A 10×10 sq foot tin shack is all the space that Abdul Qayoom Bhat and 24 members of his family have had to call home for the past seven months. On September 6 last year, a large part of their two-storey house crumbled and was washed away after the Jhelum flooded their village.
Hakermulla, Bhat’s neighbourhood, is on the outskirts of the city, close to the flood-spill channel the water breached. A month later, after the water had receded, three government officials visited the village and handed over to the Bhats a relief cheque for Rs 3,800 — for their damaged home.
“It was a shock and a joke. With this money, we couldn’t have purchased rations for a week. We refused to take the money, and decided to meet senior officials and politicians,” said Sara Begum, who is married to Abdul’s brother Ahad Bhat.
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“My husband had built the house. We lived there along with my children and four brothers-in- law,” she said. The only help the government provided them was a tarpaulin tent and free rations for the first six months, she added. “The tent didn’t last for even two months.”
The story of the Bhats is not unique. The state government’s compensation to flood victims who lost their homes has been extremely meagre.
As per the government’s estimates, 2,61,361 structures were damaged — 21,485 of these completely. An official document obtained by The Indian Express reveals Rs 312.53 crore was disbursed to 2,56,801 families as per the State Disaster Relief norms, and resolution of the remaining cases is ongoing. The money was disbursed from the State Disaster Relief Fund and the Prime Minister’s National Relief Fund.
The payouts have invited frustration and contempt: Rs 75,000 to rebuild a fully-damaged concrete house, Rs 3,800 for a partially damaged one, and Rs 1,500 for damaged possessions. One reason why people in the Valley have been unable to put the flood behind them has been the way in which the government has handled relief and rehabilitation. The state has pleaded a resource crunch, and has knocked at the Centre’s door for assistance.
A resident of Nageen, Ali Mohammad Dar, 72, received Rs 75,000 after losing his entire house, including belongings. He has not claimed the compensation, and continues to stay on rent in Rainawari. “When officials handed over the compensation, they promised Rs 10 lakh more. But this never came. My loss is over Rs 40 lakh,” he said.
The government’s compensation is laughable, said Yonus Ahmad, whose single-storey house in Basantbagh was under water for 10 days. He received Rs 3,800 as flood relief — and an electricity bill for Rs 4,000.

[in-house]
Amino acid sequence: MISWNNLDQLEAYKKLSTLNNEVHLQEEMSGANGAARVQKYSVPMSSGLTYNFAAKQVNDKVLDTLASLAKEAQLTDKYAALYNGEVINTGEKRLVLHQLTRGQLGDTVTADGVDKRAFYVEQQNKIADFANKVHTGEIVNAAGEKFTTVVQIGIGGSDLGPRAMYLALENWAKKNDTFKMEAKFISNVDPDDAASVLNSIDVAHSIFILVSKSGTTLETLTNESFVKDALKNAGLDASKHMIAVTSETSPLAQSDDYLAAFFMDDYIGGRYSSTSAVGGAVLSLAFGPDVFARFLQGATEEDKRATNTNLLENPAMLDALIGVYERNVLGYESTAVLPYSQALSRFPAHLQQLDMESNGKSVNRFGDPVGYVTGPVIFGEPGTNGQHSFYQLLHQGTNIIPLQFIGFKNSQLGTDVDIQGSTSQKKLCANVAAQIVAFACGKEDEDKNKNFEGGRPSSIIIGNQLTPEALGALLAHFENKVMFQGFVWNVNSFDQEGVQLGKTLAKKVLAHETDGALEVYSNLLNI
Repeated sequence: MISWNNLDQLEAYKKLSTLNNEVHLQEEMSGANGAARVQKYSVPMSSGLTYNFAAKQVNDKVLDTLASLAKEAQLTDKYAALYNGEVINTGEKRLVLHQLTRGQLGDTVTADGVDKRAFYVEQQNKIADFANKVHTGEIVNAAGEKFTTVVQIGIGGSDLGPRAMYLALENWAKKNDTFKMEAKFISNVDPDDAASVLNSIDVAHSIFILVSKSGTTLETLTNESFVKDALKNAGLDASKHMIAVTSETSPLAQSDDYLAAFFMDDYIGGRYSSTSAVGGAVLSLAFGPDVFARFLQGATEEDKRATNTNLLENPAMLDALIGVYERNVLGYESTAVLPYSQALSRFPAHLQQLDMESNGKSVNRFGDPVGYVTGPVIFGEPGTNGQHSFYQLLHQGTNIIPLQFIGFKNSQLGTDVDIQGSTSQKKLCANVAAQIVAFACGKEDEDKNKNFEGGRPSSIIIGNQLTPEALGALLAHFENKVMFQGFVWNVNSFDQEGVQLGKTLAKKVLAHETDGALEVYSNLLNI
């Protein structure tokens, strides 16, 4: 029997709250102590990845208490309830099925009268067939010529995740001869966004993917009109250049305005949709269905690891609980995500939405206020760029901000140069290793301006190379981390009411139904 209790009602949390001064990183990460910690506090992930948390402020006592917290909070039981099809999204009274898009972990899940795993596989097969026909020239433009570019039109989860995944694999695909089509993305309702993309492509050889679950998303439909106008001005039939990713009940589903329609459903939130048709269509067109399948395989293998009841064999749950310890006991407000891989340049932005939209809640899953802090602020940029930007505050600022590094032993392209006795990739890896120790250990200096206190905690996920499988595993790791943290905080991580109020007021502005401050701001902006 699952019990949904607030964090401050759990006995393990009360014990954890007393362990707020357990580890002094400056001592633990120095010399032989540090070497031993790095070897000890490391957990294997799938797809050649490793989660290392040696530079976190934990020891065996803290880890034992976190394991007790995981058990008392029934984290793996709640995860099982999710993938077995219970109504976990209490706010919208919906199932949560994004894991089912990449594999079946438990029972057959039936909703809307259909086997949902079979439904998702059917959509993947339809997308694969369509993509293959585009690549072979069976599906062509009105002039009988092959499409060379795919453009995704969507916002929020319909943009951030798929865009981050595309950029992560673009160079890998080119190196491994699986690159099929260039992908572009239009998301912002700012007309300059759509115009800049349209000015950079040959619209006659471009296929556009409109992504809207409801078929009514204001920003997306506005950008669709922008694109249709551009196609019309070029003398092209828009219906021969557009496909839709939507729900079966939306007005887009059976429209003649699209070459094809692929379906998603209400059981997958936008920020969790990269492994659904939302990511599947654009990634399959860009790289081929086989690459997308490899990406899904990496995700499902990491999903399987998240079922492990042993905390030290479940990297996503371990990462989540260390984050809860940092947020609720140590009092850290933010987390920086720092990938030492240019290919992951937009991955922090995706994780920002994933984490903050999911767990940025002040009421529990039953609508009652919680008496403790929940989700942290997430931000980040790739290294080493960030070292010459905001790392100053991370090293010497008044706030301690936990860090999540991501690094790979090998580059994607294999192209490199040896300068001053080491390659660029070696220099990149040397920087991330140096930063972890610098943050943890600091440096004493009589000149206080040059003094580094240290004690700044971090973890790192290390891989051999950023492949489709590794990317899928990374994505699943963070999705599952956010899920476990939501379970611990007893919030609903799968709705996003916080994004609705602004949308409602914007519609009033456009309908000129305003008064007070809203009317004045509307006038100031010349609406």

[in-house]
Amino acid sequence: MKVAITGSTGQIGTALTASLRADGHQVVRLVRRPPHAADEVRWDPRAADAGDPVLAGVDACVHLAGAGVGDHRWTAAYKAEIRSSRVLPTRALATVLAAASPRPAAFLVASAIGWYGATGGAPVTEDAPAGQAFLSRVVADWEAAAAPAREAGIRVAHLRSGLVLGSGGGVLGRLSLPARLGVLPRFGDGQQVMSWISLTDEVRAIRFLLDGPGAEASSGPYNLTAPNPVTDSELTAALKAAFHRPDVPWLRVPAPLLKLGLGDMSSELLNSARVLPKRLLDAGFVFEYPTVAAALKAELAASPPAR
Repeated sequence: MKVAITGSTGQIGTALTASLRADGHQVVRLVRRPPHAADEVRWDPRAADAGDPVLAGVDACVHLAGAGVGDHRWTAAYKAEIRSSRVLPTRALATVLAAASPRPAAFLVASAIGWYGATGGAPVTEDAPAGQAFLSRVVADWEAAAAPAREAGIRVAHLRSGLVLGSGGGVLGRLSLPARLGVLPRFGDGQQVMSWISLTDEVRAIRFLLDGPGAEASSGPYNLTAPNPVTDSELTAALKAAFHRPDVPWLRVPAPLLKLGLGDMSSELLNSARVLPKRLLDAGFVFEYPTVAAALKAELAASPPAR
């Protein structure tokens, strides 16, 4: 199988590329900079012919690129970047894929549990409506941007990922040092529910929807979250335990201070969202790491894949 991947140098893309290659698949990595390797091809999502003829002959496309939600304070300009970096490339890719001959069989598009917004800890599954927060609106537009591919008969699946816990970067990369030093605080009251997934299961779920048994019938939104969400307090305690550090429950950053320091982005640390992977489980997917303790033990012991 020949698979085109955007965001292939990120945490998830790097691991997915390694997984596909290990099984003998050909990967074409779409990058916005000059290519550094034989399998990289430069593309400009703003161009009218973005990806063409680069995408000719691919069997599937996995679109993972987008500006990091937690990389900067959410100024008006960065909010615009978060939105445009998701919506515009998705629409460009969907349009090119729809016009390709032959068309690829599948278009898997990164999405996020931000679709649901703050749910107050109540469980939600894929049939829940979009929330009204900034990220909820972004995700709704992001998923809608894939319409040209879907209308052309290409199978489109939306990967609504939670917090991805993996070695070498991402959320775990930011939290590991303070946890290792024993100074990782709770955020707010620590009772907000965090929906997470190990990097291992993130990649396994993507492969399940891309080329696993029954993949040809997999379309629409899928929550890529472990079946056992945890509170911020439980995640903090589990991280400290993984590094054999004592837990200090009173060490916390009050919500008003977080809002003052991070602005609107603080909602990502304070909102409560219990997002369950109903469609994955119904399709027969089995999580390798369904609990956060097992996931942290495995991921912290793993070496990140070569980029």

There was widespread expectation of a special financial assistance package from the Centre, especially after the PDP joined hands with the BJP. The Omar Abdullah government had asked for financial assistance of Rs 44,000 crore — earmarking Rs 4 lakh, Rs 6 lakh and Rs 9 lakh, depending on the extent of damage to homes.
Mixed signals have come from the PDP and BJP. Top PDP leaders have said they would not plead for money from the Centre, and have pointed to the contrast of speedy rehabilitation in Uttarakhand, which was ravaged by a flash flood in 2013.
On a visit to Srinagar recently, union Minister of State in the PMO, Jitendra Singh, said the Centre had been generous whenever the state had asked for funds for flood-affected people. “There is no dearth of funds,” he said. But the money has not come.
“Everybody in the administration assured help, but it never arrived. The officers and politicians promised that our problems would be redressed once the Centre’s package was announced,’’ said Sara Begum’s son Abdul Latif Bhat. So the family decided to help themselves.
“When nobody came to our rescue, we had no option but to construct this place with tin sheets. This is now our home,” Qayoom Bhat said. “After losing hope, we raised small loans from our neighbours and relatives and constructed this tin shed.”
Sara Begum added, “We have a big family, with nine children. In winter, it was unbearably cold, and now, it is so hot that we can’t stay inside the shed. We have to send our children to the homes of relatives to escape the cold winter and the hot summer, but how long can this work?”
Qayoom and his four brothers head to the city every morning to find odd jobs to make a living so they can pay back their loans.